Many schools and school districts in the United States have started implementing iPads in classrooms, and the same phenomenon is occurring on the other side of the Atlantic.
The Press Association reported that Education Scotland is starting research into how the classroom computer and mobile devices are being used and how they can be implemented on a larger basis. The governmental body will start looking at how classroom computing schemes are working across the country before bringing recommendations to the education secretary, Michael Russell, the news source said.
“The range of mobile devices that are now available and the promise of what they can bring to teaching and learning is very exciting and something that must be embraced. There are a number of pilots already under way around the country, including the use of iPads here at Sciennes,” Russell said in a speech at Sciennes primary, a school in Edinburgh. “I have asked Education Scotland for recommendations on how we can realize the benefits of mobile technology for all learners in Scotland, including ensuring how we get the best possible value for our schools, and whether national guidance is needed for the sector.”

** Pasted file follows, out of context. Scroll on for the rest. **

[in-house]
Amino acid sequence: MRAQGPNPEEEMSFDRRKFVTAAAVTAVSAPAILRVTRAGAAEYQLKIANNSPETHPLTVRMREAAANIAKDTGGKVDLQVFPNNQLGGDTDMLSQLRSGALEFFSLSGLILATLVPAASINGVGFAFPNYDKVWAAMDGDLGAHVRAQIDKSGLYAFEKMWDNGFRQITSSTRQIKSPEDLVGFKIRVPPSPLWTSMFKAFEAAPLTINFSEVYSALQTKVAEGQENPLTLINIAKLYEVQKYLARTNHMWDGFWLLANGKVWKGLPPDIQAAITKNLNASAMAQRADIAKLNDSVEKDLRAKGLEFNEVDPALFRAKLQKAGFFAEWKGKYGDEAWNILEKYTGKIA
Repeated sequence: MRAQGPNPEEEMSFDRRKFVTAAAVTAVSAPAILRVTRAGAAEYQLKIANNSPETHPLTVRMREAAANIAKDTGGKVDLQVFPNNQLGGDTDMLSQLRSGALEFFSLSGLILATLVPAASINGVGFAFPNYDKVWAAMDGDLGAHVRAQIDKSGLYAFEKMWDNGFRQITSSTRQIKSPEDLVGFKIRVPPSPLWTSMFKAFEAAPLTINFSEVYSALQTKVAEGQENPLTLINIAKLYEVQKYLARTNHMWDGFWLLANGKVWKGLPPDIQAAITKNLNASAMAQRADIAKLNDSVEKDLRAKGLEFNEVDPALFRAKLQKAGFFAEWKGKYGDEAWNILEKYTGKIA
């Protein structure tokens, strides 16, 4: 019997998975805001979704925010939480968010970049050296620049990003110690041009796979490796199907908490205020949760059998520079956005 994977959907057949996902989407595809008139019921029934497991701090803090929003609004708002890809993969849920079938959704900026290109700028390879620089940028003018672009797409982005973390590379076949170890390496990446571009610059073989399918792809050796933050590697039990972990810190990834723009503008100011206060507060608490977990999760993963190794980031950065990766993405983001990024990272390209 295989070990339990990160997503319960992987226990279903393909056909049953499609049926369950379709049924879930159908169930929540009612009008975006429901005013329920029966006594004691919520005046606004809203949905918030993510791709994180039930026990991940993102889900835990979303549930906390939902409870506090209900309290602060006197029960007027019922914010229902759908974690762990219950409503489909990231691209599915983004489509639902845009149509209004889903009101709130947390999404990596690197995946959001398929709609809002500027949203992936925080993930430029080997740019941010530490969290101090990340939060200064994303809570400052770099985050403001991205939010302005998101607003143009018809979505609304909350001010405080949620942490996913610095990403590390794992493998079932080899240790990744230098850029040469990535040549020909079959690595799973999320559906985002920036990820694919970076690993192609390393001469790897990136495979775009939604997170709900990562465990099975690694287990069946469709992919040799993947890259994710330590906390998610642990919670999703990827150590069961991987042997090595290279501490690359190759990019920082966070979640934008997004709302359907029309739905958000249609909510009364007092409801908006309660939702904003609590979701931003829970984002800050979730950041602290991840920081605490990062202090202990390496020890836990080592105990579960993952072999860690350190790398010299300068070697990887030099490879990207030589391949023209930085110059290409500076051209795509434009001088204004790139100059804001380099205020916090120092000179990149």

Some of this ground may have already been covered by Pepperdine University, as the California school started looking into the iPad’s potential in classrooms back in 2010. The researchers looked at technology use and the engagement of two groups of students taking the same course. The research said teachers must give the iPad a purpose for students, as it does not have a reputation like laptops or the classroom computer did, which were seen as tool for boosting productivity – possibly because they were migrating from the business world into people’s everyday lives. The iPad, on the other hand, may be making the transition in reverse. What started out as a fun device perfect for watching movies in airports is now being seen as a powerful tool for education.
“The research team found that purchasing productivity apps such as Pages and Numbers are not helpful to most students until a faculty member encourages or guides the use of these apps, thereby turning them into learning tools,” stated the research. “Gaming apps, such as Hotel Tycoon, have the ability to be learning tools from the start, but the learning must be informed by classroom instruction and reflected upon by the student after the game is used.”
In the class where students were left to fend for themselves on how to use the iPad and apps, one student reported feeling “confused much of the time” due to having to figure out how to use the apps independently.
What do you think of the way iPads can be used in the classroom? Is there a surefire way to help students with technology in the classroom? Let us know your thoughts!